A few weeks ago David Cameron suggested that private landlords should be required to check the immigration status of tenants. Now, lo and behold, the measure is to be included in a new Immigration Bill announced in the ... Read more
There are some detailed blog posts to come on some of the more important things that happened in the last fortnight, but for those who missed their beloved Free Movement updates here is a brief round up of ... Read more
Back from holidays but lots of catching up to do. Lots of immigration Stuff seems to have happened in the last two weeks!
As most of you know, Renaissance Chambers has developed expertise in conducting Tamil asylum claims. The issues involved in these cases have been previously covered on Free Movement here and these include in ... Read more
Free Movement is now away on holiday for a couple of weeks. The blog has been a bit quiet the last week, for which I apologise – I’ve been poorly and anything more than Twitter has been a bit of a stretch. Better now, though. Dormant posts on private landlords being co-opted as immigration snoops, the consultation on new tribunal procedure rules (more exciting than it sounds), gender discrimination and the minimum income spouse rules and some of the more interesting recent cases all to be resurrected and published once I’m back.
Comprehensive list of LASPO resources
From the Legal Aid Handbook people, brand new edition available to buy now.
ACCA not a degree says High Court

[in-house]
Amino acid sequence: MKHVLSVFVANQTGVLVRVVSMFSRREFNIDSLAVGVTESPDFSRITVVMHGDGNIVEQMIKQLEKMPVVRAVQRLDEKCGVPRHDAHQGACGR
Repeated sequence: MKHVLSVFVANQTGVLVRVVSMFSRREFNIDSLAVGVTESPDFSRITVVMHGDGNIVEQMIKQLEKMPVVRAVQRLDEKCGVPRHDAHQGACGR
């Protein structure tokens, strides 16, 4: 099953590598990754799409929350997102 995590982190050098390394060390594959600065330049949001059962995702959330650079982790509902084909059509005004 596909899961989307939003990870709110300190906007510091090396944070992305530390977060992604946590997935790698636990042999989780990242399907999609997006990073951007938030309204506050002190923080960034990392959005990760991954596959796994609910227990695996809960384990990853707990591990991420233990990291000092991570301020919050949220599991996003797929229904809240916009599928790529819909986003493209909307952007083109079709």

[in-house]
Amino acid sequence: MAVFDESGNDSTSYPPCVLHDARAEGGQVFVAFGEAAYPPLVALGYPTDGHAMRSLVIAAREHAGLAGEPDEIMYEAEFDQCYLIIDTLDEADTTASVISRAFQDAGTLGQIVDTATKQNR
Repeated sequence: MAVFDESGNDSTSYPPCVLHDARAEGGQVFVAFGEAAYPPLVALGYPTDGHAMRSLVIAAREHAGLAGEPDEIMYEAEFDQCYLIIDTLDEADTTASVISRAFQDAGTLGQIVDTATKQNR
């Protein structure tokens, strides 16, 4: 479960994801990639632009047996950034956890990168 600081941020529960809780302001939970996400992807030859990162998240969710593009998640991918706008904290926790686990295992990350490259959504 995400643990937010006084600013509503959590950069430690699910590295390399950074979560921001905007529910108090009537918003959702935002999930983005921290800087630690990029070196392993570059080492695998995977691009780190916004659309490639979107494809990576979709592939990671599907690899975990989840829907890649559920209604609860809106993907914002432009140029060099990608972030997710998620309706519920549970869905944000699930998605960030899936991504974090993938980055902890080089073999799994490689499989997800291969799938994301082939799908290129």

Zane has suggested on Twitter he is appealing but this looks pretty authoritative, at least in cases that were decided before the Supreme Court decision in Alvi. Note that the claimant in this case, Syed, had to argue that non binding ‘policy guidance’ changed the meaning of the quasi-statutory immigration rules. For cases after July 2012, if there are any, the legal arguments are a little different.
This post by Frances Meyler and Sarah Woodhouse, Co-Directors of the Liverpool Law Clinic, School of Law and Social Justice, University of Liverpool, examines some of the arguments that might be put forward in an ... Read more
I recently twisted Margaret Phelan's arm into arranging for me to receive a Kindle copy of the latest (and greatest) edition Phelan and Gillespie's Immigration Law Handbook, known to all immigration lawyers as the ... Read more
Legal aid work has, paradoxically, always felt like both a duty and a privilege. A duty because the rates of pay are much lower than for private work and, arguably, even artificially depress private rates. The still ... Read more